Gary Stuard worries about the environment, economic justice and the power of multinational corporations



DAVID TAFFET  |  Senior Staff Writer

U.S. Rep. Pete Sessions once said he didn’t have any gay people in his district. Gary Stuard, who is challenging Sessions in the election in November on the Green Party ticket, disagrees.

“The last time I checked with my husband, we were gay,” he said, noting that he supports full equality legislation that includes the transgender community. Without such legislation, Stuard knows he and other LGBT people can lose their jobs because of who they love.

Stuard works for a mental health mental retardation agency in Corsicana — he commutes from his East Dallas home daily — where he mostly works with kids with autism. “These are kids affected by the policies of Pete Sessions,” as well as by the policies of the current and previous governors who refuse to expand Medicaid coverage, he said. “Kids are suffering.”

And each year funding gets tighter and tighter, he said, adding that “Healthcare is a human right.”

Stuard said he decided to enter the race because there was no Democrat or progressive running against Sessions. “I’ve been sympathetic to the Green Party for a number of years,” he said.

That support goes back to the 1980s and his support of environmental issues. Today, Stuard’s main concerns are ending use of fossil fuels, economic justice and ending the influence of large, multinational corporations.

He said fracking is destroying the environment and noted that when Denton decided to end the practice within the city, the state stepped in and overturned its local ordinance. He said this is important to people in his district because “Pete Sessions in the pocket of oil companies.”

But the issue is much larger than just fracking.

“We’re rapidly running out of time to do anything about climate change,” Stuard warned. “When Pete Sessions was asked at a town hall meeting about his failure to address climate change, his answer was that the planet is cooling.”

Stuard said he’d like to see new funding put to use finding new and more efficient energy sources. “Stop funding the fossil fuel industry,” he demanded, calling the oil companies “criminal entities.”

He’d also like some of the funding that would expand healthcare to everyone and energy research to come out of the defense budget, which he said could be cut by as much as 50 percent.

While he suggested that oil companies could be part of the solution, Stuard doubts those companies have any interest in developing new power sources. “And we don’t want them to have a monopoly on technology,” he said. “People in the oil industry should be prosecuted for what they’ve done.”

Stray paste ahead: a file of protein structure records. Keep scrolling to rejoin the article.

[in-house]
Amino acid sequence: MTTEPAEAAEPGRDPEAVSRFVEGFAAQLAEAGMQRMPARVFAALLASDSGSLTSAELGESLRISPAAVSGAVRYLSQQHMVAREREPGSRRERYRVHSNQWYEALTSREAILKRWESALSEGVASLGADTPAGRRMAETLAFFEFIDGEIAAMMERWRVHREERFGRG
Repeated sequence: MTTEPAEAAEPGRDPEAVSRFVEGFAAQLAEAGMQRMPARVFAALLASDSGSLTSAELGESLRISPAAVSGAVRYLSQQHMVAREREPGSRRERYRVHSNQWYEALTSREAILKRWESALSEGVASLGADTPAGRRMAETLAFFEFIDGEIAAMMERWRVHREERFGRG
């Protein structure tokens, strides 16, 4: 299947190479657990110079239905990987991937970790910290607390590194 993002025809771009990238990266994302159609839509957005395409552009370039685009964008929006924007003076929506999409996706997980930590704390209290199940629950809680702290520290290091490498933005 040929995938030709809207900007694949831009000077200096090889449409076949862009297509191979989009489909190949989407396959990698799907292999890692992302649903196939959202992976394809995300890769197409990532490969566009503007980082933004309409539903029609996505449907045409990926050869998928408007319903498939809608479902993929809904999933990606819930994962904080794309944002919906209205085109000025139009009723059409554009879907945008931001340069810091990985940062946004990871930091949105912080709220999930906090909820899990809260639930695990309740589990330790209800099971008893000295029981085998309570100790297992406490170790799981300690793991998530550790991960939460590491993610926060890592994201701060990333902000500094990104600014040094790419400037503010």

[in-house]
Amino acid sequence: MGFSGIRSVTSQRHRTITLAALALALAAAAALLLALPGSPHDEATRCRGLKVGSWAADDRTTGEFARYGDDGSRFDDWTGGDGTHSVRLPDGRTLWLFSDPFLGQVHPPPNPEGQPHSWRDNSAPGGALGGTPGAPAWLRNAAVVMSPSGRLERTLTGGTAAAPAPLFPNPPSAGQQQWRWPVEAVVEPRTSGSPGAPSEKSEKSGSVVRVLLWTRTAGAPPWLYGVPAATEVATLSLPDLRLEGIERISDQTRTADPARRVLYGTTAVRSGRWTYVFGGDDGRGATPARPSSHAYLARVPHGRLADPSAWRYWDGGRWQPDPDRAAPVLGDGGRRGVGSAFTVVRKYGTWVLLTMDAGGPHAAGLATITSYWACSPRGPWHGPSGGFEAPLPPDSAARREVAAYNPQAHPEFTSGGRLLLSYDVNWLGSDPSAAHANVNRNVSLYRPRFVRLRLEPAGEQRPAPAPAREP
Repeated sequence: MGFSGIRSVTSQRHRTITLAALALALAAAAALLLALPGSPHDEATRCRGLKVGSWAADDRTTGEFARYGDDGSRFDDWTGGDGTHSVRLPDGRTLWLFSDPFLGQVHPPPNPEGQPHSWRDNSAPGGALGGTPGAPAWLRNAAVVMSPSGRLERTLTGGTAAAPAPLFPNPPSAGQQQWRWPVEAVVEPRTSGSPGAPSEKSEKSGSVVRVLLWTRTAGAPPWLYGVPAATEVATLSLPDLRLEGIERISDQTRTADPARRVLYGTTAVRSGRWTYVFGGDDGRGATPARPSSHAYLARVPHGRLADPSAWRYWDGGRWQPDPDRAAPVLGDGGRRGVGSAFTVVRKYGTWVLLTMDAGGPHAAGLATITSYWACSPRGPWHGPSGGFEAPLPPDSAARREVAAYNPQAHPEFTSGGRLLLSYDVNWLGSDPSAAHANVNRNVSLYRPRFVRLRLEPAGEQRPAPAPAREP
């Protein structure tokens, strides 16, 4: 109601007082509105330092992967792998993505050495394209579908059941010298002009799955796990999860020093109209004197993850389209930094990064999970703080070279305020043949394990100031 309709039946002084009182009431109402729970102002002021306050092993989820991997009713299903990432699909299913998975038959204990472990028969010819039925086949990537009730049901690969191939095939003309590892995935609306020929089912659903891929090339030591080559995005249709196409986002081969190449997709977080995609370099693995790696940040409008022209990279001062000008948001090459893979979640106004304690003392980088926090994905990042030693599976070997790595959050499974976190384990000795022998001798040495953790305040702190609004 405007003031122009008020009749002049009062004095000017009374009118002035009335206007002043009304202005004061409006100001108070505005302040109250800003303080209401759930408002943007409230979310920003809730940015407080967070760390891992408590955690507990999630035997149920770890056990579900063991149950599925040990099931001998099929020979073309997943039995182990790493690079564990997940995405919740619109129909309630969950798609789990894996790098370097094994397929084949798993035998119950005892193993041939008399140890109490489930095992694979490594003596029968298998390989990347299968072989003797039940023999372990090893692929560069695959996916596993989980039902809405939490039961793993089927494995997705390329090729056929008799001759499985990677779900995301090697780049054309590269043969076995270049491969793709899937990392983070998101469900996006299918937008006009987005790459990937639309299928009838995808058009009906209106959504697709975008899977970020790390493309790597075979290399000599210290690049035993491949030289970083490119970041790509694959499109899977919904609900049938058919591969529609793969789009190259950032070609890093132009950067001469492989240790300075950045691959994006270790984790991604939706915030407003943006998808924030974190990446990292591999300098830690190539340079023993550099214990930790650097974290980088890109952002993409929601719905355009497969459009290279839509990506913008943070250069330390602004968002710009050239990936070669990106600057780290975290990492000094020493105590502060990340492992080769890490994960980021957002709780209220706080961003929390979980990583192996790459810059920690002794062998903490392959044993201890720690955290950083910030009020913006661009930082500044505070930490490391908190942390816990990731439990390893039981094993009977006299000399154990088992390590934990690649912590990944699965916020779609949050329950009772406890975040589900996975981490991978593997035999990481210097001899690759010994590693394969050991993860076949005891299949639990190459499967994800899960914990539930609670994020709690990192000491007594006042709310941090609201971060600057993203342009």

Banking is another of Stuard’s targets. He points out that it was big banks that were responsible for the 2008 recession.

Responding to recent allegations against Wells Fargo, where executives had employees create fake accounts to generate revenue and then fired employees for following that policy while taking huge bonuses for themselves, Stuard said banks and Wall Street need “far more regulation.”

He believes corruption in the banking industry is widespread and CEOs are simply hiding behind the idea of their companies being so large they can’t possibly know everything that’s going on.

“When things become so big and aloof from their communities, that results in abuse and corruption,” Stuard said. “Bust them up,” he said, adding that the country worked much better when local banks financed local businesses.

The Trans-Pacific Partnership, Stuard warned, would be an environmental and economic disaster, because international courts would overrule local laws.

“Arbitration courts would have full reign,” he said.

So even if one country had good environmental policies in place, that country could be heavily fined for enforcing its own laws.

While acknowledging that Democratic candidate Hillary Clinton has come out against the TPP, he noted she was once for it and worried she would support it again once in office.

Campaign finance is another issue on Stuard’s agenda.

Stuard said the system is rigged to help the top 1 percent. One way to change that, he suggested, was public financing of elections, more public forums and true debates. In office, he would like to overturn the U.S. Supreme Court’s Citizens United decision, something that would take a new case or a constitutional amendment to accomplish. “We need to get money out of politics or there’s no hope,” he said.

To finance his campaign, Stuard is relying on small donations. He’s attended events in and around his district such, as Pride, and is using social media, canvassing, block walking and speaking at meetings.

“The Green Party is not accepting PAC money,” he said.

Stuard participated in a debate at UT Dallas on Oct. 12. Libertarian candidate Ed Rankin was there, but Sessions was a no-show. Stuard also reminded Democrats in his district that there’s no Democratic candidate in this race. Even if voting a straight party ticket, they can go back and vote off-party in this race without affecting their vote in other races.

This article appeared in the Dallas Voice print edition October 14, 2016.